It didn’t take long for Randall Blythe to realize that college courses can’t really prepare you 100 percent when it comes to being in charge of a classroom full of students.
The second year Neil Hafely School special education teacher wasn’t left to flounder. He was assigned a mentor teacher as part of the Manteca Unified Teacher Induction Program. It is designed as a two-year job-embedded individualized program that provides extensive support and monitoring to new teachers in their first and second year of teaching while at the same time working toward their credential.
“If I didn’t have (the teacher induction program) I would be dealing with more stress,” Blythe said.
Stress comes with the territory as new teachers move from academia to teaching. It is even more so in special education classes where state law requires significantly more work from teachers such as formulating and executing Individualized Education Programs (IEP) for every student.
While the aim of the program is to produce quality teachers, Manteca Unified has gone a step farther. They have devoted more energy and effort to support beginning teachers than is typical for many districts. The reason is simple. Manteca Unified wanted to get an edge in the marketplace for securing and retaining teachers. Realizing salary and benefits only go so far, the district further refined its teacher induction program to provide more support and feedback.
The effort has paid off.
Statewide, school districts only retain 79 percent of the new teachers they hire that need to successfully complete the job-embedded portion of the credentialing program. Manteca Unified has a 93 percent retention rate.
“We want to make sure our new teachers are fully supported,” noted District Superintendent Clark Burke who credits the program with giving Manteca Unified an edge in the competition to secure the most promising new teachers as well as retain them.
Blythe’s mentor — Lorie Linn — is in the classroom next door. In addition to the various aspects of the induction program that that includes two hours a week of one-on-one mentoring, non-evaluated observations of the credential candidate by the induction staff and pullout days for the mentor-candidate to observe other classes together as well as training days, Blythe can count on Linn for extra support when they share lunch in her classroom.
“There are millions of ways to run a classroom,” Linn said of the value of new as well as experienced teachers observing their colleagues in action.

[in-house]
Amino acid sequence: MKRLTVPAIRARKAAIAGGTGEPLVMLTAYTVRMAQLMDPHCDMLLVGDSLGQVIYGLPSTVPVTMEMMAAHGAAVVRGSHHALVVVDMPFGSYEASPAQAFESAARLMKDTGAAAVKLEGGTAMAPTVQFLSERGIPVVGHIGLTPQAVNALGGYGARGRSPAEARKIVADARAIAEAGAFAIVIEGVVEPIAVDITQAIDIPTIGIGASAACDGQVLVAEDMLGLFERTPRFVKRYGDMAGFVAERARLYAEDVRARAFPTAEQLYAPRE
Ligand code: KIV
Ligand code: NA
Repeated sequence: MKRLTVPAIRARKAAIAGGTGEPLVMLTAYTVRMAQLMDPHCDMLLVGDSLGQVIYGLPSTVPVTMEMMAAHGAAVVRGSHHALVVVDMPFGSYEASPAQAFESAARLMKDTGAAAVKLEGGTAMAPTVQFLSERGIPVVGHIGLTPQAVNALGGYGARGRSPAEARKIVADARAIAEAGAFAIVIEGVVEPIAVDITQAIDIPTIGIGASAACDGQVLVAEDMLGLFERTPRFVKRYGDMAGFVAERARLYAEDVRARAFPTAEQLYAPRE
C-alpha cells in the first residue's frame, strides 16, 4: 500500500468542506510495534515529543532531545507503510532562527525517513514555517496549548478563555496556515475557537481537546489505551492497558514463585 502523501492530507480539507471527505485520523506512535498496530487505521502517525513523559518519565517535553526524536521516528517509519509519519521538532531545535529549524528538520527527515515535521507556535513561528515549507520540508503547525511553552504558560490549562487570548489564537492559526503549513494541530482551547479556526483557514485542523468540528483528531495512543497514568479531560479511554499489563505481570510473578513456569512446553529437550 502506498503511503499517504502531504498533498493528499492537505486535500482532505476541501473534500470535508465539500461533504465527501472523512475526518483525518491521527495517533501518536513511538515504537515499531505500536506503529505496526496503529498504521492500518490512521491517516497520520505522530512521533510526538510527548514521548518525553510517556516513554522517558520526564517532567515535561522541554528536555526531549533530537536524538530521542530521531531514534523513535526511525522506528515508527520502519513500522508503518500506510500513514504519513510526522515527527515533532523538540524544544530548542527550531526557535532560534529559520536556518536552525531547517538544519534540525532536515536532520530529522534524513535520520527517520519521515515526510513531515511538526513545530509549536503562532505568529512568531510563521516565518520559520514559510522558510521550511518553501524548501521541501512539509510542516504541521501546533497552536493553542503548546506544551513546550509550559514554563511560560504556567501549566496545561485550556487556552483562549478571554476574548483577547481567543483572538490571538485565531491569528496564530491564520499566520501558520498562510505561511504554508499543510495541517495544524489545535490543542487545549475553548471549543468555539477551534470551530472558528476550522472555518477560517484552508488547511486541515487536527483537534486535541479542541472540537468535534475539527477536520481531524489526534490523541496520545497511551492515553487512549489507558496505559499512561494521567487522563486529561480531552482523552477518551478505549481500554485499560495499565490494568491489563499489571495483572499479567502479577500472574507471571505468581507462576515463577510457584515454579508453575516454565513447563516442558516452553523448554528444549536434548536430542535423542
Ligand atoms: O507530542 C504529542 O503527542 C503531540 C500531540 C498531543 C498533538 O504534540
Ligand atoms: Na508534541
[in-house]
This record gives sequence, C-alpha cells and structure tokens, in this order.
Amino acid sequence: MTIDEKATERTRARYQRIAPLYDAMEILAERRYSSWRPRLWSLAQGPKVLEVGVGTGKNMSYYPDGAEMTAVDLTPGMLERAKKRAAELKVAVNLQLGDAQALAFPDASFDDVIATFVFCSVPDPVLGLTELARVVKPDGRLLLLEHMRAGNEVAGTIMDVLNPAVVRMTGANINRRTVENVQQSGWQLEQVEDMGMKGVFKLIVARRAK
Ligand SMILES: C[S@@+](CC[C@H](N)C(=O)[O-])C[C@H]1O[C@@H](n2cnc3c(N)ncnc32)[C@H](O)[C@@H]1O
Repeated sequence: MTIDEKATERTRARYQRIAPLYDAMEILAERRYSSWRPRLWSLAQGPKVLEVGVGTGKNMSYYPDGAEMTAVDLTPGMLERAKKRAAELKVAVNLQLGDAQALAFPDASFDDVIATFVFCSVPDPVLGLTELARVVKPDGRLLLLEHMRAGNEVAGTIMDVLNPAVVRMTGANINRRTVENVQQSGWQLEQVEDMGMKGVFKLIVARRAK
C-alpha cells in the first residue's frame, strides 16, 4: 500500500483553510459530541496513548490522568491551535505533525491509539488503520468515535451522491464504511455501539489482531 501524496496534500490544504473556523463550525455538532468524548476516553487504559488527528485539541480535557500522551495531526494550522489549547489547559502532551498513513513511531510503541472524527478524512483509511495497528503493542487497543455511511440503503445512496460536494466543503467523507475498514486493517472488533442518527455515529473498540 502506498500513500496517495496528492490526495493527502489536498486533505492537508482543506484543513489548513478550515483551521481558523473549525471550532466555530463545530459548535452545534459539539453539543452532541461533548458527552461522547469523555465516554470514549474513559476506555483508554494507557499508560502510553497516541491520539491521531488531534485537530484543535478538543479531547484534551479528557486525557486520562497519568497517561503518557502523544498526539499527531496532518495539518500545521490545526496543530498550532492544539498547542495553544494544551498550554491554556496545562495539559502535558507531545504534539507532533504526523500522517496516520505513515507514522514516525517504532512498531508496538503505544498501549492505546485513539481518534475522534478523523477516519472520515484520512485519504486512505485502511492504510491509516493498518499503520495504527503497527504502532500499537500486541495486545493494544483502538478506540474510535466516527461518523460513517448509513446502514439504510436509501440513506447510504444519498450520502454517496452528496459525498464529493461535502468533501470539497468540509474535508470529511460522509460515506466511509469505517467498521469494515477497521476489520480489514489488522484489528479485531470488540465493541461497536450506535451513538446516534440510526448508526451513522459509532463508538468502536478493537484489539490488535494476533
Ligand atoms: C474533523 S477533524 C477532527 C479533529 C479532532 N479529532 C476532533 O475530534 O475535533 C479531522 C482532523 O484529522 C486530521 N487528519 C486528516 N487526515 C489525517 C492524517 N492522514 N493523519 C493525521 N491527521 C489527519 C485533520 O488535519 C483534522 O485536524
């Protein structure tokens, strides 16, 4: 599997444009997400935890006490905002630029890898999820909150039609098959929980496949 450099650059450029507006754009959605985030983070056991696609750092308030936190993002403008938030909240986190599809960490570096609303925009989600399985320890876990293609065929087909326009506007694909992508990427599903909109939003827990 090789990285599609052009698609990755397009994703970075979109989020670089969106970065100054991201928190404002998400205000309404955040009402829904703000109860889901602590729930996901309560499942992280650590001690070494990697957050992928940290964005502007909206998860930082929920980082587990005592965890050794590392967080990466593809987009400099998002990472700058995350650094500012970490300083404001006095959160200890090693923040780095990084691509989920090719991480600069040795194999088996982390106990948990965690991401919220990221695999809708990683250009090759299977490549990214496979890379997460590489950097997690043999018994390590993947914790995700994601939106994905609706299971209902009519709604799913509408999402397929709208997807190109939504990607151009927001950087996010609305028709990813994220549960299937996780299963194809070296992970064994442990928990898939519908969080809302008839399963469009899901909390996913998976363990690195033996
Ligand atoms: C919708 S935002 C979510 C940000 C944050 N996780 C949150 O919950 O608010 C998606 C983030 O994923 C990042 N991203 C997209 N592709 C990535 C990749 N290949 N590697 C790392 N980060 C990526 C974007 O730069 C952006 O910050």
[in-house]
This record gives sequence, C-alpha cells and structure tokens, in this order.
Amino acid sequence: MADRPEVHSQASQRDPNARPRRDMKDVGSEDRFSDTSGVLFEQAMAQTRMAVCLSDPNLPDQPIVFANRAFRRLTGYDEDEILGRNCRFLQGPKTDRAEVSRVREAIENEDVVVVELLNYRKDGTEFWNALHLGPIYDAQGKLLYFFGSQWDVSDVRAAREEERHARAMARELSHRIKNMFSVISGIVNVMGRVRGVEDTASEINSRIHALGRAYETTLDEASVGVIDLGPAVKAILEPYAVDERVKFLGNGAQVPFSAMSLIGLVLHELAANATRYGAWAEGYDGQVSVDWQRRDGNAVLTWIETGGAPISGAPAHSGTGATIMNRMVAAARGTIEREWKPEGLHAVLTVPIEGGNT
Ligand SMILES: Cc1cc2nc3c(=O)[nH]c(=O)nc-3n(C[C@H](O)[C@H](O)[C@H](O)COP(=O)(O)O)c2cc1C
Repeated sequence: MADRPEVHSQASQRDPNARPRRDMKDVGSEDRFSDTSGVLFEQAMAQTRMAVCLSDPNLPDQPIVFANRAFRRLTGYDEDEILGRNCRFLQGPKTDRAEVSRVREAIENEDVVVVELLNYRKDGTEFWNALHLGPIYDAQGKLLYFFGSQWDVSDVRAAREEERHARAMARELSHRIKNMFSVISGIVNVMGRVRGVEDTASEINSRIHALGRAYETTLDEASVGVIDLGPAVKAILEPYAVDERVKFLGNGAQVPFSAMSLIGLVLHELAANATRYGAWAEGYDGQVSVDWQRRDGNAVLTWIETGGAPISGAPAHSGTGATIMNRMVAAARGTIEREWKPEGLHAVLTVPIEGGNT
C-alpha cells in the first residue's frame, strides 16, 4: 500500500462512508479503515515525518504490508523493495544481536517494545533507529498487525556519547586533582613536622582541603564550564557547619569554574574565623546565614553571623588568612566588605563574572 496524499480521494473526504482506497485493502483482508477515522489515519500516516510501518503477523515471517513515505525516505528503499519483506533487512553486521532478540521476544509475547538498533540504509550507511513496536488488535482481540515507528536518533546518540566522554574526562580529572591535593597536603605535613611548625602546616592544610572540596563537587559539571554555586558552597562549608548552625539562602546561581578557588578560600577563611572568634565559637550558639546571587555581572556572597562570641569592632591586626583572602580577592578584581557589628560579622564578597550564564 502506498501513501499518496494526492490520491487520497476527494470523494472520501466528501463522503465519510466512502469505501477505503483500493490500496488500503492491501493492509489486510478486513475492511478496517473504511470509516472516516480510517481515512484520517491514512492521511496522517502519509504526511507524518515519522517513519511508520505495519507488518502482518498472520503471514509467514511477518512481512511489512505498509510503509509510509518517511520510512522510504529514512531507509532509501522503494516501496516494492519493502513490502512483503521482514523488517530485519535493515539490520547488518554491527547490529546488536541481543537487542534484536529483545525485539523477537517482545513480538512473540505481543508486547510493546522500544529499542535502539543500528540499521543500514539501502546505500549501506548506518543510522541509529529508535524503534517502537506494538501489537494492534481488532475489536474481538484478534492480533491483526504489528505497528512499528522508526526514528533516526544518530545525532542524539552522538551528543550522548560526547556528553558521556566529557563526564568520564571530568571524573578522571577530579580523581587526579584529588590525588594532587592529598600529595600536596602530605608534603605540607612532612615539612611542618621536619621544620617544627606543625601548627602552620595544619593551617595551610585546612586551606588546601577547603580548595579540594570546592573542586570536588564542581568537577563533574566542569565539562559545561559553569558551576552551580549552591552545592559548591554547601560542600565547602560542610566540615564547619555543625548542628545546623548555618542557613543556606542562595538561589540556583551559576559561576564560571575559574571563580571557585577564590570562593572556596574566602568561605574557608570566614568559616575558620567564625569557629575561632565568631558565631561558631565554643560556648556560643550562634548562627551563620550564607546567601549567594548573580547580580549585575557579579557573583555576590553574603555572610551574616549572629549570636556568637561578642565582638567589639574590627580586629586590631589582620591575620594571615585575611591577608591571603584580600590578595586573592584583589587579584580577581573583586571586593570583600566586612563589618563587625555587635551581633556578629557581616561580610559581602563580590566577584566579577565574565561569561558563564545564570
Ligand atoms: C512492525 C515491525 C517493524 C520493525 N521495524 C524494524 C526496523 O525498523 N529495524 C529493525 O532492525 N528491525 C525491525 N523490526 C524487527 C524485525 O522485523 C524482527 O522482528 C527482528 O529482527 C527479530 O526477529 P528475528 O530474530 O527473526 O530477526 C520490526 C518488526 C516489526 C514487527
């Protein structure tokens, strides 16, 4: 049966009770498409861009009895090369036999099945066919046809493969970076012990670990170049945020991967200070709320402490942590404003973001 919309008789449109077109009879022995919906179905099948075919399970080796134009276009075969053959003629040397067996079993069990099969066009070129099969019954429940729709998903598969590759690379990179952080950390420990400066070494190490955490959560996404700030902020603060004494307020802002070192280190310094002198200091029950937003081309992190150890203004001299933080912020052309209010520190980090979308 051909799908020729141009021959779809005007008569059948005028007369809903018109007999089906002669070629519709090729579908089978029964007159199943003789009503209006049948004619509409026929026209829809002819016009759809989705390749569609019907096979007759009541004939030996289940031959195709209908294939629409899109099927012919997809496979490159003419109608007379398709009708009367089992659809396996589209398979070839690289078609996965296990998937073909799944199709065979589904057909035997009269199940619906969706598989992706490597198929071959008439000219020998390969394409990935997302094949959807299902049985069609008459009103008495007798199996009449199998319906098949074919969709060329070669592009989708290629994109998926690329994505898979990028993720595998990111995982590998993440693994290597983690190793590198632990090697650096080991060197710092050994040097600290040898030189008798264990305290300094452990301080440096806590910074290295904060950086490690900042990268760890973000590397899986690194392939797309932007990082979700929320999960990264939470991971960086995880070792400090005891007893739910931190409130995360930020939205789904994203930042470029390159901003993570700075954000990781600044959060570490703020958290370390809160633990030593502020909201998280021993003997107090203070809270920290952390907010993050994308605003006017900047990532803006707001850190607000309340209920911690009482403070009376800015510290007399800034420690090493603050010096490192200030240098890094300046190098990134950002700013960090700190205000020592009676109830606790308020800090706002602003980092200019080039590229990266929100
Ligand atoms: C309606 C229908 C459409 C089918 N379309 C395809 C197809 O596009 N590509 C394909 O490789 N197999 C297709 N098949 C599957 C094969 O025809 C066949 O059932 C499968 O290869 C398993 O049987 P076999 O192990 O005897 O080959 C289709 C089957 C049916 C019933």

Linn said she — and the other 124 mentor teachers — also benefit as they can get new ideas from beginning teachers freshly minted from college programs.
At the same time second year teachers such as Blythe are also paired with first year teachers to help them not be overwhelmed.
Eric Peters, one of two teachers that coordinate the districtwide teacher induction program (the other is Kendra Martinsen), notes having a teaching peer who has just gone through what a first year teacher is dealing with helps beginning instructors to be more comfortable.
“It helped me be more confident,” he said.
The program has helped sharpen Blythe’s desire to teach, something that is extremely critical in special education programs for Manteca Unified given the fairly acute shortage of qualified special education teachers statewide.
It has allowed him to counter the toll stress can take with more “defining moments”.
“(When a student understands what I’m trying to teach) I get the feeling that I don’t want to be anywhere else,” Blythe said. “I’m right where I want to be.”
It’s the same feeling that keeps Linn going strong working 20 years in special education classes in Manteca Unified with the last 15 years as a teacher.
“That’s the ‘aha moment’,” Linn said. “It’s when the light bulb goes on.”
That rewarding feeling of a student getting a concept they have been struggling to learn is also provided to Linn through helping new teachers grow and flourish.
There are 130 beginning Manteca Unified teachers in the two-year state required and guided induction program. The district — working in a partnership with the University of Pacific — has further sharpened the individually designed program beyond basic state guidelines.
The participants are hired as substitute teachers in the program designed to support and develop well-qualified teachers. They are assigned to the same classroom and teacher for the entire school year.
Prior to entering the induction effort after completing preliminary programs preparing candidates to obtain an initial teaching credential through successful completion of required coursework, fieldwork, and a performance demonstration of their knowledge, skills, and abilities, Manteca Unified offers pre-induction support as well to interns.
The goal is to work with strong candidates early even before they start the second tier of credentialing which is the two-year job-embedded induction program. By doing so, the district is creating an advantage in recruitment.
That is a big deal given in a typical year Manteca Unified needs to hire between 60 and 80 teachers to address retirement and departures among the more than 1,300 teachers that working with 24,000 plus students districtwide.
The program — along with early recruitment fairs conducted in February that comes with virtually immediate job offers to well qualified candidates and even working them into the substitute teacher list if they need a job — has allowed the district to avoid last minute scrambling that many districts do just before school starts to fill teaching vacancies.
“Having a good mentoring program is huge,” Linn noted.
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